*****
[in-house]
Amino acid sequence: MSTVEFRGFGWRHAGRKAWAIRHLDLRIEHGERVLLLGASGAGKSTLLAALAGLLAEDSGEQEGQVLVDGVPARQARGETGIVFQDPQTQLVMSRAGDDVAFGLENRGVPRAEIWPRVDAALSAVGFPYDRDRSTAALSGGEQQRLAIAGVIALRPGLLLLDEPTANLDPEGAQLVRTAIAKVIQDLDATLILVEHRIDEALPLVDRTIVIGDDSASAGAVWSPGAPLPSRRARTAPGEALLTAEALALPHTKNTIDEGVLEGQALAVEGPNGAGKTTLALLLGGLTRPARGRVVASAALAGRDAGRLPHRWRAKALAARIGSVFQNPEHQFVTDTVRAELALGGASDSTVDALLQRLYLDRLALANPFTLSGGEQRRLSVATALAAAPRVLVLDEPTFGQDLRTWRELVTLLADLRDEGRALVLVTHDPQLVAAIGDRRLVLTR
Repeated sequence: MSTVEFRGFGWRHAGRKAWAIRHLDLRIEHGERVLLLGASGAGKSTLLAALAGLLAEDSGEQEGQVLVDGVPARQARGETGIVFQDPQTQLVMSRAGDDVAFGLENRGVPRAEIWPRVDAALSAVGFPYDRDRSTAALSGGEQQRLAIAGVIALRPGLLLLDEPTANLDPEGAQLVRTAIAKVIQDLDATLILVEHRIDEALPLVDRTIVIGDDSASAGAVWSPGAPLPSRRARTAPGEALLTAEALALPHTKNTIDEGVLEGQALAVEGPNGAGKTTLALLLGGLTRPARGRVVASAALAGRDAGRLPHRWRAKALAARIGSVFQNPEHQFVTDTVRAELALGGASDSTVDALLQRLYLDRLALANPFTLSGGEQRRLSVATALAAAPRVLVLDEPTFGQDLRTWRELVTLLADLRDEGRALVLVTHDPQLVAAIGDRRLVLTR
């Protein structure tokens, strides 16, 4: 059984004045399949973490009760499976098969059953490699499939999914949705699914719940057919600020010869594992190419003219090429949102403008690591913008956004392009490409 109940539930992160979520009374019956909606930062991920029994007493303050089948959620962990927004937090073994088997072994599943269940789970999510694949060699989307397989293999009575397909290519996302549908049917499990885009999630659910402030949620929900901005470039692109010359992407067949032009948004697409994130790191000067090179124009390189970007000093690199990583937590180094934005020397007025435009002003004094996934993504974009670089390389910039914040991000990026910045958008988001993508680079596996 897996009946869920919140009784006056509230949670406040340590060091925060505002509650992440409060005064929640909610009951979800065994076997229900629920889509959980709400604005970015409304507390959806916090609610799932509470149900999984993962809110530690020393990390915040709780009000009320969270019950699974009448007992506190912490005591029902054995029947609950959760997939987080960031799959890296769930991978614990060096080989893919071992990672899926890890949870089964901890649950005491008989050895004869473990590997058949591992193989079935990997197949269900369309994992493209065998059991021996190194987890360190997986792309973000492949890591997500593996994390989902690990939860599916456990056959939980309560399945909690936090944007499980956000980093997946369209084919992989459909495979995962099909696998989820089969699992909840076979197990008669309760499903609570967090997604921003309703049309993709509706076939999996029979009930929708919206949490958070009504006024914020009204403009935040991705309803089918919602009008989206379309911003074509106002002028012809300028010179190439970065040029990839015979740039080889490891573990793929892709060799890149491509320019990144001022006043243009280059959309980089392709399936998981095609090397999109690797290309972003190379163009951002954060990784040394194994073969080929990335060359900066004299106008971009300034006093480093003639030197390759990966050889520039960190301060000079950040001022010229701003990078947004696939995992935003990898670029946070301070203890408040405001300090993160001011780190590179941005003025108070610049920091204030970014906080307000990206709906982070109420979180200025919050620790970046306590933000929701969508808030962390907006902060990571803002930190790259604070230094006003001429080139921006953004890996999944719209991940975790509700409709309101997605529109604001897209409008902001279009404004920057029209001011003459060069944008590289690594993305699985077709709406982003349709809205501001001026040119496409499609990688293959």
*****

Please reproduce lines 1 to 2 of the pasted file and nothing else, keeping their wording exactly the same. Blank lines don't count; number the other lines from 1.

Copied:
[in-house]
Amino acid sequence: MSTVEFRGFGWRHAGRKAWAIRHLDLRIEHGERVLLLGASGAGKSTLLAALAGLLAEDSGEQEGQVLVDGVPARQARGETGIVFQDPQTQLVMSRAGDDVAFGLENRGVPRAEIWPRVDAALSAVGFPYDRDRSTAALSGGEQQRLAIAGVIALRPGLLLLDEPTANLDPEGAQLVRTAIAKVIQDLDATLILVEHRIDEALPLVDRTIVIGDDSASAGAVWSPGAPLPSRRARTAPGEALLTAEALALPHTKNTIDEGVLEGQALAVEGPNGAGKTTLALLLGGLTRPARGRVVASAALAGRDAGRLPHRWRAKALAARIGSVFQNPEHQFVTDTVRAELALGGASDSTVDALLQRLYLDRLALANPFTLSGGEQRRLSVATALAAAPRVLVLDEPTFGQDLRTWRELVTLLADLRDEGRALVLVTHDPQLVAAIGDRRLVLTR